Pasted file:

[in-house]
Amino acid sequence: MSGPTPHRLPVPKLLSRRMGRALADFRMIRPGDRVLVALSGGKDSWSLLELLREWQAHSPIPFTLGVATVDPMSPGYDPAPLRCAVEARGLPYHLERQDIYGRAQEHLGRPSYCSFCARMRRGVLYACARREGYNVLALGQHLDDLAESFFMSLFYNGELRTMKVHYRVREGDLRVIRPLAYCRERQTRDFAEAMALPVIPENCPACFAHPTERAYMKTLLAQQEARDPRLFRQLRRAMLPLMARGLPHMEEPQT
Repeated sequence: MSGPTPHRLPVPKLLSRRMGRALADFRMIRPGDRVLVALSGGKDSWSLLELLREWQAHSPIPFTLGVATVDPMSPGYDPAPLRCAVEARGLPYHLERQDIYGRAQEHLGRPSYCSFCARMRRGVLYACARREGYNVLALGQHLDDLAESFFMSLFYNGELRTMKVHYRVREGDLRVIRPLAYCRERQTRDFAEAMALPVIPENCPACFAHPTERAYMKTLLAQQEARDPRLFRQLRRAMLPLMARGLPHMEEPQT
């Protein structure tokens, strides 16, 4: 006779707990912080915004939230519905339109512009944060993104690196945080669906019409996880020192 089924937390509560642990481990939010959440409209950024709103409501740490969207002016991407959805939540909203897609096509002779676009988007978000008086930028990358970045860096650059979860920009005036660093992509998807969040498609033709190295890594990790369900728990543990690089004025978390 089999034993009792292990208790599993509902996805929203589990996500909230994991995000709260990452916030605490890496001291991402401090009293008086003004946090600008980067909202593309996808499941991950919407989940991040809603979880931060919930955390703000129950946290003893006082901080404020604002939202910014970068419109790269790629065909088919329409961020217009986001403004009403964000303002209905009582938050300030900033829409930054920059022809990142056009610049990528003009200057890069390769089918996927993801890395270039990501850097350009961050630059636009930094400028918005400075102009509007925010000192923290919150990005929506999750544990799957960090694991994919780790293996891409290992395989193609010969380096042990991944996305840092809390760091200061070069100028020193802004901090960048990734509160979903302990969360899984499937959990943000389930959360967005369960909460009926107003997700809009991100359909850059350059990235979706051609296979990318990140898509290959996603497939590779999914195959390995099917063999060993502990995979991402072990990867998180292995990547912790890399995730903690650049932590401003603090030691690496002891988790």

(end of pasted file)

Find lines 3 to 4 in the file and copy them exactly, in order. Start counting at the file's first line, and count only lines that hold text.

Repeated sequence: MSGPTPHRLPVPKLLSRRMGRALADFRMIRPGDRVLVALSGGKDSWSLLELLREWQAHSPIPFTLGVATVDPMSPGYDPAPLRCAVEARGLPYHLERQDIYGRAQEHLGRPSYCSFCARMRRGVLYACARREGYNVLALGQHLDDLAESFFMSLFYNGELRTMKVHYRVREGDLRVIRPLAYCRERQTRDFAEAMALPVIPENCPACFAHPTERAYMKTLLAQQEARDPRLFRQLRRAMLPLMARGLPHMEEPQT
């Protein structure tokens, strides 16, 4: 006779707990912080915004939230519905339109512009944060993104690196945080669906019409996880020192 089924937390509560642990481990939010959440409209950024709103409501740490969207002016991407959805939540909203897609096509002779676009988007978000008086930028990358970045860096650059979860920009005036660093992509998807969040498609033709190295890594990790369900728990543990690089004025978390 089999034993009792292990208790599993509902996805929203589990996500909230994991995000709260990452916030605490890496001291991402401090009293008086003004946090600008980067909202593309996808499941991950919407989940991040809603979880931060919930955390703000129950946290003893006082901080404020604002939202910014970068419109790269790629065909088919329409961020217009986001403004009403964000303002209905009582938050300030900033829409930054920059022809990142056009610049990528003009200057890069390769089918996927993801890395270039990501850097350009961050630059636009930094400028918005400075102009509007925010000192923290919150990005929506999750544990799957960090694991994919780790293996891409290992395989193609010969380096042990991944996305840092809390760091200061070069100028020193802004901090960048990734509160979903302990969360899984499937959990943000389930959360967005369960909460009926107003997700809009991100359909850059350059990235979706051609296979990318990140898509290959996603497939590779999914195959390995099917063999060993502990995979991402072990990867998180292995990547912790890399995730903690650049932590401003603090030691690496002891988790």